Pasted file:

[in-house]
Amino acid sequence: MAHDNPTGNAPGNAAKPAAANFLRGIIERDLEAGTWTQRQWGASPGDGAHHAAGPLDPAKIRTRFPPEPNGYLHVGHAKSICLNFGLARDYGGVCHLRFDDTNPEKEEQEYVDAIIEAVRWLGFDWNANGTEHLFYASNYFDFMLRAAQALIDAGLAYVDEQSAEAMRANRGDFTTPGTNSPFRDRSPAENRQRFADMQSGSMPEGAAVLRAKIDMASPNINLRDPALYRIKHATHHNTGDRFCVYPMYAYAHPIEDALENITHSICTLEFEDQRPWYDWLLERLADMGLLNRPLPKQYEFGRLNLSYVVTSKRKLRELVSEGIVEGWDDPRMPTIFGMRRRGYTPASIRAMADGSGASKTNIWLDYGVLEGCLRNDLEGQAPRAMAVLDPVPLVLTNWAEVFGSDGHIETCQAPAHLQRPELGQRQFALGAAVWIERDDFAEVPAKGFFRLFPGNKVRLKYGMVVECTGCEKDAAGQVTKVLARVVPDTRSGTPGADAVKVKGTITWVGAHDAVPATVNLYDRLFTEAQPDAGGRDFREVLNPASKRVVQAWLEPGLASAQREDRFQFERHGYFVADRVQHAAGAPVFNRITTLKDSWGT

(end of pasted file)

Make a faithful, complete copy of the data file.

[in-house]
Amino acid sequence: MAHDNPTGNAPGNAAKPAAANFLRGIIERDLEAGTWTQRQWGASPGDGAHHAAGPLDPAKIRTRFPPEPNGYLHVGHAKSICLNFGLARDYGGVCHLRFDDTNPEKEEQEYVDAIIEAVRWLGFDWNANGTEHLFYASNYFDFMLRAAQALIDAGLAYVDEQSAEAMRANRGDFTTPGTNSPFRDRSPAENRQRFADMQSGSMPEGAAVLRAKIDMASPNINLRDPALYRIKHATHHNTGDRFCVYPMYAYAHPIEDALENITHSICTLEFEDQRPWYDWLLERLADMGLLNRPLPKQYEFGRLNLSYVVTSKRKLRELVSEGIVEGWDDPRMPTIFGMRRRGYTPASIRAMADGSGASKTNIWLDYGVLEGCLRNDLEGQAPRAMAVLDPVPLVLTNWAEVFGSDGHIETCQAPAHLQRPELGQRQFALGAAVWIERDDFAEVPAKGFFRLFPGNKVRLKYGMVVECTGCEKDAAGQVTKVLARVVPDTRSGTPGADAVKVKGTITWVGAHDAVPATVNLYDRLFTEAQPDAGGRDFREVLNPASKRVVQAWLEPGLASAQREDRFQFERHGYFVADRVQHAAGAPVFNRITTLKDSWGT